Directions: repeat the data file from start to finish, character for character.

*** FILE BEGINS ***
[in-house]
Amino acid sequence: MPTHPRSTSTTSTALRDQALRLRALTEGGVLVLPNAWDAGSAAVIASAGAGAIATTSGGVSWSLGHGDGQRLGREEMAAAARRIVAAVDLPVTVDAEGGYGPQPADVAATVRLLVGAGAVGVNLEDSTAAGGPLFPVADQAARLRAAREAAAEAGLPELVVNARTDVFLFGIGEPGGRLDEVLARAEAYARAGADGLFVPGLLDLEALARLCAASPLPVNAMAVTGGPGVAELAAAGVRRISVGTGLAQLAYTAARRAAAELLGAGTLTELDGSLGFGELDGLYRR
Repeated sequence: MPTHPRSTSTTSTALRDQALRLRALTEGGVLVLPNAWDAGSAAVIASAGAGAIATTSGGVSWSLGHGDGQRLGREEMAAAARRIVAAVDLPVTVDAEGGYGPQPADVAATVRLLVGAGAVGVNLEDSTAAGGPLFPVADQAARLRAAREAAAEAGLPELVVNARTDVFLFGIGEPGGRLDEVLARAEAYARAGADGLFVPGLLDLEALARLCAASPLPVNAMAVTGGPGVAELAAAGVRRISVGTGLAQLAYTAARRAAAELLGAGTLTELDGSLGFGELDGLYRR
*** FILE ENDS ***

[in-house]
Amino acid sequence: MPTHPRSTSTTSTALRDQALRLRALTEGGVLVLPNAWDAGSAAVIASAGAGAIATTSGGVSWSLGHGDGQRLGREEMAAAARRIVAAVDLPVTVDAEGGYGPQPADVAATVRLLVGAGAVGVNLEDSTAAGGPLFPVADQAARLRAAREAAAEAGLPELVVNARTDVFLFGIGEPGGRLDEVLARAEAYARAGADGLFVPGLLDLEALARLCAASPLPVNAMAVTGGPGVAELAAAGVRRISVGTGLAQLAYTAARRAAAELLGAGTLTELDGSLGFGELDGLYRR
Repeated sequence: MPTHPRSTSTTSTALRDQALRLRALTEGGVLVLPNAWDAGSAAVIASAGAGAIATTSGGVSWSLGHGDGQRLGREEMAAAARRIVAAVDLPVTVDAEGGYGPQPADVAATVRLLVGAGAVGVNLEDSTAAGGPLFPVADQAARLRAAREAAAEAGLPELVVNARTDVFLFGIGEPGGRLDEVLARAEAYARAGADGLFVPGLLDLEALARLCAASPLPVNAMAVTGGPGVAELAAAGVRRISVGTGLAQLAYTAARRAAAELLGAGTLTELDGSLGFGELDGLYRR